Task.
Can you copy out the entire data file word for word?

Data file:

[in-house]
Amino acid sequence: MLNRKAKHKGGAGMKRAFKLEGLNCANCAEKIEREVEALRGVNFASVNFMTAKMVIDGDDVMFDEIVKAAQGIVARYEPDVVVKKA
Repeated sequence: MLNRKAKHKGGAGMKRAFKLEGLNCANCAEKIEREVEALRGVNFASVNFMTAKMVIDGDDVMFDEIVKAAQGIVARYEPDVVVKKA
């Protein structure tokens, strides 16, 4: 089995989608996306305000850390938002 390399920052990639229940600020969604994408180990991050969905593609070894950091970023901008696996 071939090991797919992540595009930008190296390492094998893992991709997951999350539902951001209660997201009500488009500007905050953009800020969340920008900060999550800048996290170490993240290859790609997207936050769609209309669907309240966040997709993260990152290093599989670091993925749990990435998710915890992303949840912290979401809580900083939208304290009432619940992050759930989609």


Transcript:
[in-house]
Amino acid sequence: MLNRKAKHKGGAGMKRAFKLEGLNCANCAEKIEREVEALRGVNFASVNFMTAKMVIDGDDVMFDEIVKAAQGIVARYEPDVVVKKA
Repeated sequence: MLNRKAKHKGGAGMKRAFKLEGLNCANCAEKIEREVEALRGVNFASVNFMTAKMVIDGDDVMFDEIVKAAQGIVARYEPDVVVKKA
């Protein structure tokens, strides 16, 4: 089995989608996306305000850390938002 390399920052990639229940600020969604994408180990991050969905593609070894950091970023901008696996 071939090991797919992540595009930008190296390492094998893992991709997951999350539902951001209660997201009500488009500007905050953009800020969340920008900060999550800048996290170490993240290859790609997207936050769609209309669907309240966040997709993260990152290093599989670091993925749990990435998710915890992303949840912290979401809580900083939208304290009432619940992050759930989609």